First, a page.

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Sept. 22, 2011, 10 a.m.

The newsonomics of WSJ Live

Print companies — and even broadcasters — should look to The Wall Street Journal’s new tablet video app and realize they’ve still got work to do.

Editor’s Note: Each week, Ken Doctor — author of Newsonomics and longtime watcher of the business side of digital news — writes about the economics of news for the Lab.

It’s news. It’s video. It’s a streaming tablet product that’s this week’s #1 free news app in Apple’s App Store.

And it’s The Wall Street Journal — founded in 1889.

WSJ Live, launched last week, is a milestone product. It’s not Fox News. It’s not CNN. It’s not New York Times news video. WSJ Live is its own thing, and a model for the news industry. Newspaper companies can talk the talk of becoming multimedia companies, but most are still text-bound. WSJ Live is a news video product that does a great job of leveraging the new technologies of the day and converging them to create an easy-on-the-eyes, easy-to-use new consumer product.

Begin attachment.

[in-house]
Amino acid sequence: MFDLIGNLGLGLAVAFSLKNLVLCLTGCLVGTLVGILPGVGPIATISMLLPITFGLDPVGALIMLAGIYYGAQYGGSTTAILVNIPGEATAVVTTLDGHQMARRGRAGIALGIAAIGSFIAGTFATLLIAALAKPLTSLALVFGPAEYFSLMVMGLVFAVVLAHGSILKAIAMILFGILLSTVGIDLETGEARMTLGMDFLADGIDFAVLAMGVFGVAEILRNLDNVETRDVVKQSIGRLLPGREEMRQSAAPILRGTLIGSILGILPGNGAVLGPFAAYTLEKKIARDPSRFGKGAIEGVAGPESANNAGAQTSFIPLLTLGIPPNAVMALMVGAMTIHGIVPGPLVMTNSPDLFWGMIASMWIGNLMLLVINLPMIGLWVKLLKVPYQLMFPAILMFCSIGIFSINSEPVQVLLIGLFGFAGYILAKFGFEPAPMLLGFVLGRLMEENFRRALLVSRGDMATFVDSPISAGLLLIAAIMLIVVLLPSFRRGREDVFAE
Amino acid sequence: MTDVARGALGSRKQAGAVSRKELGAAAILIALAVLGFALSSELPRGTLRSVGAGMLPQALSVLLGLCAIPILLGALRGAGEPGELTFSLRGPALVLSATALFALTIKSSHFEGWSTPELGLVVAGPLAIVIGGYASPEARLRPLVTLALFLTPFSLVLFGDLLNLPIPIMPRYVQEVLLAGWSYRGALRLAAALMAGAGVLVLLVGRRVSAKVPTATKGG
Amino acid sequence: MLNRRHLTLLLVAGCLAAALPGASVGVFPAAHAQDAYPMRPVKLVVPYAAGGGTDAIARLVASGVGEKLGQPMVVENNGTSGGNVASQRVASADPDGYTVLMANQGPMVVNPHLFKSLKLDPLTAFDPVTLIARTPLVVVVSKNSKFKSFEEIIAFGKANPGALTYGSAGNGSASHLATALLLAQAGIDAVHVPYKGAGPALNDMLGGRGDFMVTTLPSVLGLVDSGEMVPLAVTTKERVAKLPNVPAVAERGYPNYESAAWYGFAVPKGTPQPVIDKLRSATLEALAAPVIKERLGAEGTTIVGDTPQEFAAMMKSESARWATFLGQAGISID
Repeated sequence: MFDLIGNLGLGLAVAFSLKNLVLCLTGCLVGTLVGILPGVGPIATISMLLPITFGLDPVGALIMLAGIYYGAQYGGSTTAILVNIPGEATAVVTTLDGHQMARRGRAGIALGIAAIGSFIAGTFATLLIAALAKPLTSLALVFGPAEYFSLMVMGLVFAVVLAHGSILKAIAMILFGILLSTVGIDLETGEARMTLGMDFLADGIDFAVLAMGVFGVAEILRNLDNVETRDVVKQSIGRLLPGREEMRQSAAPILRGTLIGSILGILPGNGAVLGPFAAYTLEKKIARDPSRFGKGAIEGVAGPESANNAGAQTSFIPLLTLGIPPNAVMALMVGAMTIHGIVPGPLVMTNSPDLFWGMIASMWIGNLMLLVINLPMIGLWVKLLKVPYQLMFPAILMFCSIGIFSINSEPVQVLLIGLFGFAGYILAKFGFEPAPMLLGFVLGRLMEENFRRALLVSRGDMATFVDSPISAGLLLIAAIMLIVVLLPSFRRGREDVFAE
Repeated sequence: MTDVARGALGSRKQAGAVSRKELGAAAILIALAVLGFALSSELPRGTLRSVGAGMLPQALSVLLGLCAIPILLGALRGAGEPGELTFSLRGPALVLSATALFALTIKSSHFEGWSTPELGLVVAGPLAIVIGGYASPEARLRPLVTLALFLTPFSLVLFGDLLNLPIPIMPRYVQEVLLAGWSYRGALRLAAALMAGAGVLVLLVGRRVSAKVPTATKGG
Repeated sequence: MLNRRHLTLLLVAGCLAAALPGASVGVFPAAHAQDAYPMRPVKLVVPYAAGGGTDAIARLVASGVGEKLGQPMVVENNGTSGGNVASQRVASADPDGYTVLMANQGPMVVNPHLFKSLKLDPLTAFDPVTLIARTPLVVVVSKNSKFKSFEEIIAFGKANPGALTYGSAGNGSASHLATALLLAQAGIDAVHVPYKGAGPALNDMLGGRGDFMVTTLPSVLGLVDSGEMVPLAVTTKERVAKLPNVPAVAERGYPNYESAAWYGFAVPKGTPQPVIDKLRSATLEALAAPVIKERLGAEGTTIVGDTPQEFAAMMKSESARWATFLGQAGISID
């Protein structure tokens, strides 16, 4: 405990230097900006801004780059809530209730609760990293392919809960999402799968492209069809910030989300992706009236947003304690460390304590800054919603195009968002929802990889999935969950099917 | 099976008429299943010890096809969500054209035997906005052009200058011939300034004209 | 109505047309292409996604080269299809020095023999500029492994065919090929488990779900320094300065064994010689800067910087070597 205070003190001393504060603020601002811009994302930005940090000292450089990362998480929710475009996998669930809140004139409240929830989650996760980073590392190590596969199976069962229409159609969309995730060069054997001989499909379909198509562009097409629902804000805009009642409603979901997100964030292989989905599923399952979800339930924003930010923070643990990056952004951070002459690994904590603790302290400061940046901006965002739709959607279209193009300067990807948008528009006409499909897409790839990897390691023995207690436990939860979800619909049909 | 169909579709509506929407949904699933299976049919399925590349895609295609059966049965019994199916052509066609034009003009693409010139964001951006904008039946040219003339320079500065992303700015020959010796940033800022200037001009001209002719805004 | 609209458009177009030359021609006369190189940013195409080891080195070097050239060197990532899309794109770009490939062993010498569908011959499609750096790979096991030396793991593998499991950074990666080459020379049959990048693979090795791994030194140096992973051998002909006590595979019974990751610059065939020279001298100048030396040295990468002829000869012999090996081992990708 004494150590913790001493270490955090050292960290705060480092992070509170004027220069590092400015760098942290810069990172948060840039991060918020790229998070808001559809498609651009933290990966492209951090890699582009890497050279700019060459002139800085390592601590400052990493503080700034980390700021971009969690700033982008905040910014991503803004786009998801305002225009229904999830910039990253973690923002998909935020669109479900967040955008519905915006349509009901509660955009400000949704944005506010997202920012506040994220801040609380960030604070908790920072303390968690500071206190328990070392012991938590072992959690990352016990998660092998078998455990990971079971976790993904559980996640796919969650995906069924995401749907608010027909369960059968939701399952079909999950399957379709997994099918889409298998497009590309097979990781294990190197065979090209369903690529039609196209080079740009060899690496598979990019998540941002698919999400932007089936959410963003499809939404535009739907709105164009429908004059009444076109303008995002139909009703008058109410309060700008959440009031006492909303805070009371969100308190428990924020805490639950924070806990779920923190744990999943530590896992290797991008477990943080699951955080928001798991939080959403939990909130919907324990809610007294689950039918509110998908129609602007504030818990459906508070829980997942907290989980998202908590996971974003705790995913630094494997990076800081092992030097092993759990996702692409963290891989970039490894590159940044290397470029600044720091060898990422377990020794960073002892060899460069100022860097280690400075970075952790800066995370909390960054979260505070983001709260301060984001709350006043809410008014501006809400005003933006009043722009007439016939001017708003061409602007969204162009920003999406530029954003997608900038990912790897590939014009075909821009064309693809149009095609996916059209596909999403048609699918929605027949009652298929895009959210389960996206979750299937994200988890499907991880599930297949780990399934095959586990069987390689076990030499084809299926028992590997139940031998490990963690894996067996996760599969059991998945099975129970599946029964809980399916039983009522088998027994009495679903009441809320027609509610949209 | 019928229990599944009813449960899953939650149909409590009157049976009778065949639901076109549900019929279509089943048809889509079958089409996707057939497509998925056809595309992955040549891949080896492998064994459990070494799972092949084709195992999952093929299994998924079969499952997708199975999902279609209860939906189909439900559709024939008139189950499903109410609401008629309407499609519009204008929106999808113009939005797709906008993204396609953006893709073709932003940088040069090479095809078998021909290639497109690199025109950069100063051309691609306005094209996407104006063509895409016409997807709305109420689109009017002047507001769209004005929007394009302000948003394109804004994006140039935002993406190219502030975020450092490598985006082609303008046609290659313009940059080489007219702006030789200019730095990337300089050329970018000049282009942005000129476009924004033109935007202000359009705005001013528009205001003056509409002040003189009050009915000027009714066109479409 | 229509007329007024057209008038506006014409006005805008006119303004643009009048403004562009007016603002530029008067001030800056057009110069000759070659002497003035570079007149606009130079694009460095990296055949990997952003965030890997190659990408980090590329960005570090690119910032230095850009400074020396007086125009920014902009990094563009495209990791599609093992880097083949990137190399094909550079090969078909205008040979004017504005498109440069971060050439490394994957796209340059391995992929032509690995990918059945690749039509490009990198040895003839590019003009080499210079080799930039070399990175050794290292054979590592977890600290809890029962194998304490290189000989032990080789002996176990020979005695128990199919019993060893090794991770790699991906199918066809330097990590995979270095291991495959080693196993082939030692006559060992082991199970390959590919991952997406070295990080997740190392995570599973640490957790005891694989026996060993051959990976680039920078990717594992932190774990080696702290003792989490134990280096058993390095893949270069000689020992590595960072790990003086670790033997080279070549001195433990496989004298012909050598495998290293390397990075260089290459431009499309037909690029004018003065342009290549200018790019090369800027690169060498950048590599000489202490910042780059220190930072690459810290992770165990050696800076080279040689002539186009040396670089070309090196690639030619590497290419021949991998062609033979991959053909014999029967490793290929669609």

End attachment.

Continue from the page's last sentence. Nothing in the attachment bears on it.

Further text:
Notice, first, that WSJ Live is a tablet product — or more precisely a “lean-back” product, available not only on your iPad or your Galaxy Tab but aiming to get in early on “connected TV” platforms. If you want WSJ news video, you can access it on and on your smartphone. WSJ Live, though, understands that the tablet is today’s go-to platform for this kind of news experience.

It leverages the tablet-sized screen well. It mixes on-the-hour scheduled programming with on-demand access. It balances the talking heads of its global reporting workforce, via Skype, with anchor-hosted programs (News Hub), photo stills, and graphics. It is faster-paced than most news video, with some of the print-reporter geekiness at least acceptable and often enjoyable compared to the slick, no-surprise, Wolf Blitzer-me-to-sleep monotony of cable news. Within the business news world, it sits somewhere between the casualness of American Public Media’s Marketplace and CNBC’s button-down coverage.

Much of the action is set in the combined Journal/Fox/News Corp. building on the Avenue of the Americas in Midtown. The merging print/video setups there are found in few other newsrooms in the world, one of which would have to be El Tiempo, a largely unheralded multimedia leader in Bogota. WSJ Live is touchable in navigation, using the increasingly familiar ribbon (NPR, Pulse, HuffPo Glider) for navigation.